Libyan workers and youth must rely on their own strength
There is little doubt that a bloody war of attrition is being waged against the population of Misarta by forces loyal to the Gaddafi regime.
The Gaddafi regime is relying on brute force to survive, but is able to do so largely because the momentum from the original February uprising, inspired by the revolutions in neighbouring Tunisia and Egypt, faltered. Lacking its own independent leadership the movement was effectively hijacked by a combination of pro-western elements and regime defectors who wanted to do a deal with the main imperialist powers. This in turn helped Gaddafi stabilise his rule, at least for now, on a combined basis of terror and exploiting popular fears of losing the social gains made over the last 40 years in fields like health and education.
The alliance that the rebel Interim National Council (INC) has made with imperialism and reactionary Arab states has made it more difficult for it to appeal to the population in much of western Libya where two-thirds of Libyans live.
The current military stalemate is forcing the major powers to consider more direct intervention on the ground as they seek to remove Gaddafi, albeit under a “humanitarian” banner. The European Union has agreed a 61 page document that includes plans to send 1,000 troops to Misarta on a “humanitarian mission” which would “be authorised to fight if they or their humanitarian wards were threatened. ‘It would be to secure sea and land corridors inside the country,’ said an EU official” (18 April, Guardian, London, website).
Given Libya’s oil and gas riches it is no surprise that already there is rivalry between the European powers as to which one would lead any ground operation. The German government, despite its abstention in the March UN vote on the “no fly zone”, offered in early April that the 900 Bundeswehr soldiers in the “EU-Battle-Group” could be used in such a mission. This angered Britain and France and now, in a blatant move to seize the initiative against its European rivals, the British government has announced that it is sending “additional” military officers to “advise” the rebels on the ground.
While some Libyans might well welcome any support in their battle against Gaddafi any trust in these so-called “friends” would be totally misplaced. If Gaddafi had been a more reliable ally then imperialism would have taken a different attitude to him. When over 50,000 civilians were killed in the Sri Lankan government’s final push against the Tamil Tiger rebels in 2009 the major powers were largely silent in the hope of remaining on good terms with the regime. Only now is criticism of the Sri Lankan government emerging as it has started to lose support and is becoming more tied to the western powers’ Chinese rival.
None of the powers either supporting the Libyan rebels or, indirectly, the Gaddafi regime have any record of supporting democratic rights in North Africa or the Middle East. For example, currently the rebels are being supplied and financed by the autocratic feudal Qatar regime that has never allowed national parliamentary elections to take place.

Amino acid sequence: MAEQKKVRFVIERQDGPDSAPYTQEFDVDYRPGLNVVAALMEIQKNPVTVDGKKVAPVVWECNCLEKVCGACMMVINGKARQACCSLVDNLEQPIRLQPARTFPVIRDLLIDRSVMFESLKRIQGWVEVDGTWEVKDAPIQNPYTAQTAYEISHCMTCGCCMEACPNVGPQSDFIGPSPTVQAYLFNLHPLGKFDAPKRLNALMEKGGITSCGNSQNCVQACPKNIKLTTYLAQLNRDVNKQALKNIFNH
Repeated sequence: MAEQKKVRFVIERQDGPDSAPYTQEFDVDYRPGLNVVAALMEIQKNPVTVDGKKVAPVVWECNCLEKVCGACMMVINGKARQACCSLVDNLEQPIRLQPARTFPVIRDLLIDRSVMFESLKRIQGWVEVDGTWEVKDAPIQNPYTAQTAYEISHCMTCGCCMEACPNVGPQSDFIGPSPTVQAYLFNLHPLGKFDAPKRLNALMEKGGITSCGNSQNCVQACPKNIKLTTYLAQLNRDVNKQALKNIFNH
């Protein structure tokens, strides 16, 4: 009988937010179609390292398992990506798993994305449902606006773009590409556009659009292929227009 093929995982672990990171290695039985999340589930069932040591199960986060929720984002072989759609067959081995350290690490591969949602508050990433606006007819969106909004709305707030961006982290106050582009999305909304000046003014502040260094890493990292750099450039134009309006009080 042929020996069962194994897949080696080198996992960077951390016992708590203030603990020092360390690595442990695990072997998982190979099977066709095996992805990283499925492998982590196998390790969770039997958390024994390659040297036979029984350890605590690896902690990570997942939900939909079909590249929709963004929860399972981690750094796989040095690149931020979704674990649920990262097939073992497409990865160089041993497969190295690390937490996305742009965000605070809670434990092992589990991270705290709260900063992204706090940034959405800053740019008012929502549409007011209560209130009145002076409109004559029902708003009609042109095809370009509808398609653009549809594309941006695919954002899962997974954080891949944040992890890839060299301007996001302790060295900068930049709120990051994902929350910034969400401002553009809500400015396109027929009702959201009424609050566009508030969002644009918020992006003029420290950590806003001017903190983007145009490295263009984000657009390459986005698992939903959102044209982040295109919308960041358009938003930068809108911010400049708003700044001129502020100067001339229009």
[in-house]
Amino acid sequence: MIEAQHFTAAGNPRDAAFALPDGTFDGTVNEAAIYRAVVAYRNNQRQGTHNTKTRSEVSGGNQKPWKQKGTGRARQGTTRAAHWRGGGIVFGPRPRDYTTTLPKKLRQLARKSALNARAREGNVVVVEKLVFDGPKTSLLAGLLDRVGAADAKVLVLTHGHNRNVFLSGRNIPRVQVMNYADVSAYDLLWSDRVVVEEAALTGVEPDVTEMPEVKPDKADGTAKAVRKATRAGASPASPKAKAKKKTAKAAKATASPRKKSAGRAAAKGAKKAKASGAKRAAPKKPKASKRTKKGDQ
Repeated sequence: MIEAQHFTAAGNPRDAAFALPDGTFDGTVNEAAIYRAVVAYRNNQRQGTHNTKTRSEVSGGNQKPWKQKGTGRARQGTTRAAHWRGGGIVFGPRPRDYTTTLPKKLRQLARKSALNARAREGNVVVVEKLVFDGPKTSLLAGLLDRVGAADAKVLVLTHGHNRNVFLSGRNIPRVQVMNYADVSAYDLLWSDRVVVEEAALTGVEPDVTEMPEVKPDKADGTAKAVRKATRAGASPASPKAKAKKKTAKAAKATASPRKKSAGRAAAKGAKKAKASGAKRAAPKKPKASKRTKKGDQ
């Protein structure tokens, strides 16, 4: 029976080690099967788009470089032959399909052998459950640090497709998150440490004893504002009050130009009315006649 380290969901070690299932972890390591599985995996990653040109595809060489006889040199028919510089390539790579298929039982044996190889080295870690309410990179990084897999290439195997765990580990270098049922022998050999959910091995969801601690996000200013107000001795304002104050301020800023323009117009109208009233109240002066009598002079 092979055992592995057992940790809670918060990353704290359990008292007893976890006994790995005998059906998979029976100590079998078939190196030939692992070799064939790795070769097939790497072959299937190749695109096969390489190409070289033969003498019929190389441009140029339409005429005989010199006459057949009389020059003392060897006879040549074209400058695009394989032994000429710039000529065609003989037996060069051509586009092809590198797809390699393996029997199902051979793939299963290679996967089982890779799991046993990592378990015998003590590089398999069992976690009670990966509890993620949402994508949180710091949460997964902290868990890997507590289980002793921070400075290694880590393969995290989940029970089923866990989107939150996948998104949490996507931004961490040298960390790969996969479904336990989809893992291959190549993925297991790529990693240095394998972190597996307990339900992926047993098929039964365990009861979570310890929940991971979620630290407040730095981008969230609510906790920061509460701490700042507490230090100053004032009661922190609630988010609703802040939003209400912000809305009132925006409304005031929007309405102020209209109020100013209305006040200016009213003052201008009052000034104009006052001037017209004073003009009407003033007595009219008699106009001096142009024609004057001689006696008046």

The western powers support for reactionary regimes in the Middle East, alongside their silence over Israeli attacks on Gaza and Lebanon, is clear. Only the mildest criticism is directed towards the Bahraini regime’s brutal repression that now includes around 500 arrests and a number of deaths in detention. This regime is fully backed by military forces from Saudi Arabia and the United Arab Emirates (UAE). In the last weeks the UAE, ruled by another bunch of feudal autocrats, has also started arresting oppositionists. One, Ahmed Mansour, was arrested on April 8 in Dubai after he signed a petition in favour of an elected parliament.
Not surprisingly the British Foreign Office’s 2010 “Human Rights and Democracy Report” does not even mention the UAE or the internal situation in Qatar, after all they are important British allies. While this Report did mention Saudi Arabia it only listed “women’s rights, the death penalty, rights of foreign workers and judicial reform” as the British government’s four areas of concern, the questions of general democratic rights and national elections were conspicuous by their absence. But then British imperialism hopes that the Saudi family will stay in control of the country.
As we have previously argued, the way out of this quagmire is a movement of Libyan working people and youth around a programme that will genuinely benefit the mass of the population. This needs to be based upon winning and defending real democratic rights, an end to corruption and privilege, the safeguarding and further development of the social gains made since the discovery of oil, opposition to any form of re-colonisation and for a democratically controlled, publicly-owned economy planned to use the country’s resources in the interests of the majority of the population.
Such a programme can cut across tribal and regional divisions and, like in Tunisia and Egypt, unite the mass of the population against the Gaddafi clique and the imperialists’ attempts to regain their positions in Libya and in a joint struggle for a better future.
There can be no support for the imperialist intervention, despite its UN colouring. The Libyan working masses and youth should show no trust whatsoever in the so-called democratic powers. They need to always remember that up until a few weeks ago the US, Britain, France etc. were friends of Gaddafi and are still friends and allies of dictators and rotten regimes like Qatar, Saudi Arabia and the UAE across the Arab world.
The creation of an independent movement of Libyan workers, poor people and youth that could implement such a real revolutionary transformation of the country is the only way to thwart the imperialists’ plans, end dictatorship, bring the bloody civil conflict to an end and start to transform the lives of the mass of the people.